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Academic Paper

Title: Gesture in the Brain: A multi-tasking experiment.
Author: Nicla Rossini
Email: click here TO access email
Institution: Università degli Studi di Pavia
Linguistic Field: Applied Linguistics; Cognitive Science; Psycholinguistics
Abstract: The study of gesture raises a number of questions about the ultimate psychological origin of such a phenomenon, and scholars have diverging opinions regarding this issue. It has been observed that, when prevented from gesticulation, subjects tend to intensify both the use of vocal gestures and the activity of facial muscles (Rauscher, Krauss and Chen 1996). This finding has led scholars to claim that gestures are a mere epiphenomenon of language. Gestures, in fact, appear to serve rather controversial functions relative to communicative acts. On the one hand, they seem to convey relevant information (McNeill 1985, 1992, 2005) which is usually attended to by the listener (Cassell, McNeill and McCullough 1999), and on the other hand, they make the speaker's computational task easier (Rossini 2007). Despite the controversial nature of gesture, some scholars have suggested that not only do gesture and speech share the same psychological origin, but they also have the same neuromotor foundations (Armstrong, Stokoe and Wilcox 1995; Arbib 2006). This basic issue is addressed here by means of a review of the research studies conducted in the field and a discussion of the data available from a multi-tasking experiment.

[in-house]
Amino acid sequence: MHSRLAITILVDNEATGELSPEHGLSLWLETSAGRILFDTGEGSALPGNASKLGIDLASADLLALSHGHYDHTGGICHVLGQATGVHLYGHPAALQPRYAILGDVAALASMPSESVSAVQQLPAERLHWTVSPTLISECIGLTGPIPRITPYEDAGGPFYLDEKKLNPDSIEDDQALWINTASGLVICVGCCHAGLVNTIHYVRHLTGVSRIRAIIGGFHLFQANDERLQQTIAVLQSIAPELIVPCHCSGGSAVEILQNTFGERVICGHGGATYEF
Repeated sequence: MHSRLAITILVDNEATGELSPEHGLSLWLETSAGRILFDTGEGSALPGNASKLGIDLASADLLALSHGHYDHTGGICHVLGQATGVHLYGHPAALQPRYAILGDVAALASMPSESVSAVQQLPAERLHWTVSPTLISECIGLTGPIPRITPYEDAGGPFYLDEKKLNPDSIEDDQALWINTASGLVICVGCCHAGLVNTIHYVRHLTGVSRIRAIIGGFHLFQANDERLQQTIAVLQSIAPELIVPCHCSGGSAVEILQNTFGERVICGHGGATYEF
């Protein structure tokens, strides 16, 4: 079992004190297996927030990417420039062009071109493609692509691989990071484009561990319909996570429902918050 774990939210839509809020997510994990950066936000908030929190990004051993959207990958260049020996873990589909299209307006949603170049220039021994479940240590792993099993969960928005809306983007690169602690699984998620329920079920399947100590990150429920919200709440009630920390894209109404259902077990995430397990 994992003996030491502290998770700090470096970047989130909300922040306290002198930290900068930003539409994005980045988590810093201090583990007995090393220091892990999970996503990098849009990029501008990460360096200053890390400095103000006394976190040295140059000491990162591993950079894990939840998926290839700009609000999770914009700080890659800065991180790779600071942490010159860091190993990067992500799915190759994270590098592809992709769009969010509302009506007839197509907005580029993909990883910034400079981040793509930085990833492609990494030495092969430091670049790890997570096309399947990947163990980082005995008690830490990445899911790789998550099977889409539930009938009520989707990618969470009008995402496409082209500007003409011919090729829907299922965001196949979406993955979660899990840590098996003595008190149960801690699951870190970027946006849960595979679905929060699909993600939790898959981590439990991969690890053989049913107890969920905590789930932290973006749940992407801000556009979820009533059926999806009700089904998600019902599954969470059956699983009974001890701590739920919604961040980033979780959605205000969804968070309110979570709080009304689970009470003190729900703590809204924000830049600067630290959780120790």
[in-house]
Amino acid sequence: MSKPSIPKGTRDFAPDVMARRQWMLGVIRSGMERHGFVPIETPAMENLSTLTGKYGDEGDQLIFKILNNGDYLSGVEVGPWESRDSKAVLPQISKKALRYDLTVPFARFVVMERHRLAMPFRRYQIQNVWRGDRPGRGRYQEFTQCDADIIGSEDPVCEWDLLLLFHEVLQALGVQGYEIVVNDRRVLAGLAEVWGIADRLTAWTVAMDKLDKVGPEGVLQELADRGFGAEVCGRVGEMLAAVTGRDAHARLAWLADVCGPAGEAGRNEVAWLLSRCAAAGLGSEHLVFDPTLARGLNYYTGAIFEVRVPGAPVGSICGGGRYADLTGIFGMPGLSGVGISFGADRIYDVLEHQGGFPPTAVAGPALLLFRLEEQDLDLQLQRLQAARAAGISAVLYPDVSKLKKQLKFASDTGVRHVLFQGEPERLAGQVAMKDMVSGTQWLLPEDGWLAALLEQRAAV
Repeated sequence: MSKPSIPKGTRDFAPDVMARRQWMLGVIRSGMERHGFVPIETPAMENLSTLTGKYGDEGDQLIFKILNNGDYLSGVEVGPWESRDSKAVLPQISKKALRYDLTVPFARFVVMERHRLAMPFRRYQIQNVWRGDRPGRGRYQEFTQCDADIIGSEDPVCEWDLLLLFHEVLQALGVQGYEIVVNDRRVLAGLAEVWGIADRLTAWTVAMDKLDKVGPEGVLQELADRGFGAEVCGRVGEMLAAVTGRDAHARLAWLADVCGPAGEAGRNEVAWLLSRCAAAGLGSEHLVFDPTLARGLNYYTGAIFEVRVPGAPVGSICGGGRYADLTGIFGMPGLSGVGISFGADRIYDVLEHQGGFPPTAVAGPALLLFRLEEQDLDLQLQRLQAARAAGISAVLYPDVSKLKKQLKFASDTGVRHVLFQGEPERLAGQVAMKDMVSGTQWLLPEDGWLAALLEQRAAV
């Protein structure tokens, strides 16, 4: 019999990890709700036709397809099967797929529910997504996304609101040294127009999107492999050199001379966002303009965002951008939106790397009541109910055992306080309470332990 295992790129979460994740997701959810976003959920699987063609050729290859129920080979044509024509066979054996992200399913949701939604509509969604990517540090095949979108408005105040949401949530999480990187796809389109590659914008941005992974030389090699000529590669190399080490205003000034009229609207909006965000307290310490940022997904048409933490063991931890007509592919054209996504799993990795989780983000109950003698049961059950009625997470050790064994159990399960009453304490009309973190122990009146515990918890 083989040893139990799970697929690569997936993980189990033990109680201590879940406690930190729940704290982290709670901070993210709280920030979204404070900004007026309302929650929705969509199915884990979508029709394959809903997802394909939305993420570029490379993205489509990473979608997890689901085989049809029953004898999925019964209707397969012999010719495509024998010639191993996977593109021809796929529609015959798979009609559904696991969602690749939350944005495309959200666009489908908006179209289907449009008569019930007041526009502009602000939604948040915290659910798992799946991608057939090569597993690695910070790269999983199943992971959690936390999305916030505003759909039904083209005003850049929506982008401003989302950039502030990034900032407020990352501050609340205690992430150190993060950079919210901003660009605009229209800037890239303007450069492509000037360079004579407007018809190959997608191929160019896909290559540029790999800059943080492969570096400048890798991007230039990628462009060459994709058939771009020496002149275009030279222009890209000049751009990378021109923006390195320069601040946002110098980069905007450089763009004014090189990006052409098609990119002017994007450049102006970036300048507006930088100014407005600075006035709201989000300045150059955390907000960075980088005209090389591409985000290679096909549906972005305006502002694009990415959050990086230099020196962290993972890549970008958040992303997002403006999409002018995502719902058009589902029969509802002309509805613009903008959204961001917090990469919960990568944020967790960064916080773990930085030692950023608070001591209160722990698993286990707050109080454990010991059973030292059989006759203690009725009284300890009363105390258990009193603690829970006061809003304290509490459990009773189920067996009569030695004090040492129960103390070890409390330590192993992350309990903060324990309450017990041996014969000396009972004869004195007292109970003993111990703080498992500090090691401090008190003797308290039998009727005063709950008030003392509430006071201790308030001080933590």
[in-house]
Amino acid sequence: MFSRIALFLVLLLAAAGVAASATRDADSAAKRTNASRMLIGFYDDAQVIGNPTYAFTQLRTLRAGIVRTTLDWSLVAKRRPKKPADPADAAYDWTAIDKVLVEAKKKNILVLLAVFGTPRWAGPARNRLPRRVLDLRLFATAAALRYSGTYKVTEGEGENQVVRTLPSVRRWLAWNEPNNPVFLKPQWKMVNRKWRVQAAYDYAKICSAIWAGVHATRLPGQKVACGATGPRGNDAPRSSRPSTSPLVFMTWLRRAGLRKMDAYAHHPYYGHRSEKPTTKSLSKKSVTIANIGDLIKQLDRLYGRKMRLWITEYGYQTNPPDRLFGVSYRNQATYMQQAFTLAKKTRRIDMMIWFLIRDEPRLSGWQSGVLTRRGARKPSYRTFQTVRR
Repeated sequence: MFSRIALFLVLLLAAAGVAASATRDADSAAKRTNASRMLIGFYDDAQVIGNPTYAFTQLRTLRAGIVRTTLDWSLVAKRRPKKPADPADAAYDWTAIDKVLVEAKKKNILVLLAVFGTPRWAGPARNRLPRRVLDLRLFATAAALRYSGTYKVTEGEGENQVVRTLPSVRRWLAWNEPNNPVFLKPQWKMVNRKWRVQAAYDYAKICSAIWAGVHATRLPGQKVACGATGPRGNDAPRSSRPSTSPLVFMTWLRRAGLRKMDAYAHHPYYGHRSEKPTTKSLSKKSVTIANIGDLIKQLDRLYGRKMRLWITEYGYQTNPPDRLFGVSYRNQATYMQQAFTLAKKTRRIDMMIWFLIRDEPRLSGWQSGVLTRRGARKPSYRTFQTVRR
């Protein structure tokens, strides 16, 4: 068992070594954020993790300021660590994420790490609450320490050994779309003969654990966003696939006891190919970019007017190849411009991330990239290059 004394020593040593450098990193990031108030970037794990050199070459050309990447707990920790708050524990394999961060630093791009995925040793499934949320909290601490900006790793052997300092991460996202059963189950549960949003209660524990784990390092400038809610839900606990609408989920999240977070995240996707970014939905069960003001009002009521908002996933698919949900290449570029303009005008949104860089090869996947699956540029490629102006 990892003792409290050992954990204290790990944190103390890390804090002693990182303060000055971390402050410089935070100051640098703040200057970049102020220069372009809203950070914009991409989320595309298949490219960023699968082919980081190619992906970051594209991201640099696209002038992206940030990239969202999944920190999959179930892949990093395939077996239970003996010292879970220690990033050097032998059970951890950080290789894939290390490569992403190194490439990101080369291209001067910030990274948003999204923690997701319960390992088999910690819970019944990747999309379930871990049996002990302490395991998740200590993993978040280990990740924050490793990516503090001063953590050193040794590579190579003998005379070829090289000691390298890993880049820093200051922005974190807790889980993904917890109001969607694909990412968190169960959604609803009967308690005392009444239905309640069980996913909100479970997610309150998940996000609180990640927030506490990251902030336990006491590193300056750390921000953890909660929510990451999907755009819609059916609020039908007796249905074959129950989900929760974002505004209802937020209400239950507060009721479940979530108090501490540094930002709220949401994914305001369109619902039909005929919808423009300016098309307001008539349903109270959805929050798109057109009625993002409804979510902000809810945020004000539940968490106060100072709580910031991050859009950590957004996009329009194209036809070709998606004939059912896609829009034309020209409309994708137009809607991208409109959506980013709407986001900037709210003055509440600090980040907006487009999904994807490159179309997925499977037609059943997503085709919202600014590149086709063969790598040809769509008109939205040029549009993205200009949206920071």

Type: Individual Paper
Status: In Progress
Venue: Cambridge Scholars Publishing: Cambridge.
Publication Info: . In Zlatev, J., Johansson Falck, M., Lundmark, C. and Andrén M. (Eds) Studies in Language and Cognition. Pp. 436-453.

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